Alex A Jamieson (1903-1979)
Life Member 1950
Alex Jamieson initially joined Hawthorn Harriers in 1921 and was their Secretary in 1926. He ran cross-country and track with them until August 1926. In November of that year he was a founding member of the Old Scotch Collegians Athletic Club and Secretary 1926-1948. He then became President 1948-1951 and again 1956-1961. He attended the first VAAA Council meeting in 1921 and remained VAAA delegate until 1965. There seems little record of Alex’s athletic prowess and it would appear he was dedicated to officiating and the administration of the sport.
Alex, along with John Cooke and Tom McClelland, organised the first APSOC challenges and the races that followed. Alex was a generous sponsor of running events as he hosted many weekend pack runs at his then bush home in Blackburn. He would allow runners from all clubs to stay at his home overnight and participate in the pack runs the following day.
From 1931-1938 he convened the Committee which organised the APSOC fixture and in 1939 this position became titled President, a post he held until 1948. He was regularly an official in APSOC events and was closely associated with officiating at APS, Victorian Schools, State and National Championships and managed Victorian teams to National Championships. He was an official at the 1938 British Empire Games in Sydney.
In 1956 Alex was responsible for organising the Victorian (and final) section of the Torch Relay for the Melbourne Olympic Games. Needless to say Ron Clarke carried the torch into the MCG stadium right on schedule. Alex subsequently had one of the six original torches fitted with an electric light and it became a welcoming beacon for club members in his Blackburn home.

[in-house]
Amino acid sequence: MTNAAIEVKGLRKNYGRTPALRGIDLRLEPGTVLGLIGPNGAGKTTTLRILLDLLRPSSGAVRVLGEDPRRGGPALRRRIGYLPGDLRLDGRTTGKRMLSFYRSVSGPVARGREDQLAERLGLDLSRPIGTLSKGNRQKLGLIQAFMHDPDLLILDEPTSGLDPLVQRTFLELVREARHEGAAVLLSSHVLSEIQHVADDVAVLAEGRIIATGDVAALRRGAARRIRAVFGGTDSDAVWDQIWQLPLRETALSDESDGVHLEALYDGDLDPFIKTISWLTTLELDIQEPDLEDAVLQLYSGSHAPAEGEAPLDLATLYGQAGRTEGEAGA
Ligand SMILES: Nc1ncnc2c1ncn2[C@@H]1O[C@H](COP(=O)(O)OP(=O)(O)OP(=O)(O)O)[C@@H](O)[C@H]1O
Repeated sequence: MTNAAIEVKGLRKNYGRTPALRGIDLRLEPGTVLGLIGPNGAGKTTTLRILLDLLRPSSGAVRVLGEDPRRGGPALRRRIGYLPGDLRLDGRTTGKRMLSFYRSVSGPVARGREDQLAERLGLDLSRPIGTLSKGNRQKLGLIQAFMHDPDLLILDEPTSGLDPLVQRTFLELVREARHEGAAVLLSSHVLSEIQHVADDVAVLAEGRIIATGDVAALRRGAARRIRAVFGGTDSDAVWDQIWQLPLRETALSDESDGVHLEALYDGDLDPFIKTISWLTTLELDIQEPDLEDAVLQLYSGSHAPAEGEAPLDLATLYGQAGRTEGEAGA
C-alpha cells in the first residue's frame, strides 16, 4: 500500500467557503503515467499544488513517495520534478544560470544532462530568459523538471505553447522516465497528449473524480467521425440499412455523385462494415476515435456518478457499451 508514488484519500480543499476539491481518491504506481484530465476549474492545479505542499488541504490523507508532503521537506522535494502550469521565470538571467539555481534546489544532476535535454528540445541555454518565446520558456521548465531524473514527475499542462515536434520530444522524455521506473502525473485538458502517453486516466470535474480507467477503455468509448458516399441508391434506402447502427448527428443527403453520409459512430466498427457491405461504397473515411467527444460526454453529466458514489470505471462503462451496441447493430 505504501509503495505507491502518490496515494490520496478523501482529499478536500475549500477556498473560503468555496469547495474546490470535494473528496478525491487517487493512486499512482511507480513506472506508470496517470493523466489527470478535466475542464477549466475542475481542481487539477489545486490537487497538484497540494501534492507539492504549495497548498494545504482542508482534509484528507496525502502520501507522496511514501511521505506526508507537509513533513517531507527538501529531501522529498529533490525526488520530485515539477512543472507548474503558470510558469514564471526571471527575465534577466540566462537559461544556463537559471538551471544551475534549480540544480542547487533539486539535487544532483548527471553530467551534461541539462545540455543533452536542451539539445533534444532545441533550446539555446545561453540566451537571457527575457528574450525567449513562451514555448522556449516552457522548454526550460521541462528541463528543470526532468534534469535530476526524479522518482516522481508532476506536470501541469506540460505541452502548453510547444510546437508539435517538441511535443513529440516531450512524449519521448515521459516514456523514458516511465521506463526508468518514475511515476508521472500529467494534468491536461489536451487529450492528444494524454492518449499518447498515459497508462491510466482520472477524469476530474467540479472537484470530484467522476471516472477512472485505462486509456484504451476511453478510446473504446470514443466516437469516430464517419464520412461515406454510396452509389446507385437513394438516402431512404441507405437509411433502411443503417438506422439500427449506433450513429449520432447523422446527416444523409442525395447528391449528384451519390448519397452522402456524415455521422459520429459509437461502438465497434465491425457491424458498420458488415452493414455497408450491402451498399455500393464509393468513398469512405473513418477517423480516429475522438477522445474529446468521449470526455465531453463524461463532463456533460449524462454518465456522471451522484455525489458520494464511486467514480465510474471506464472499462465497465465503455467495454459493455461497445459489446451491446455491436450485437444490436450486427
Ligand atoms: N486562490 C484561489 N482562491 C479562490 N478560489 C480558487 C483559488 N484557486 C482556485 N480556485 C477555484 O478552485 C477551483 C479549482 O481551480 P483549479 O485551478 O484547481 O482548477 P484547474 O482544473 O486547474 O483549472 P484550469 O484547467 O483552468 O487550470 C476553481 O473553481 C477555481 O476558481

Alex was made a life member of Old Scotch, APSOC and VAA in recognition of his service to each organisation. In 1950, as well as from electing him its first Life Member, APSOC instituted an event to further acknowledge his contribution to the Association. The Alex Jamieson Teams Race and Sealed Handicap event still honours his name.
He was not only a great supporter of athletics, but also of the RSL, the Scouting Movement, the Royal Institute for the Blind, amateur wrestling and boxing, and the Royal Agricultural Society. When people began to push for some form of community or State recognition of his great service in a number of areas, he refused to accept any award unless his wife Queenie, who he felt shared his endeavours, was a co-nominee in any award. This was a further insight into a great man. These notes represent only a fraction of his life’s activities – e.g. he was involved with insurance and property management professionally and was a member of the Scotch College Council for many years.
A great clubman, devoted to officiating and administration of the sport he loved, Alex passed away in 1979.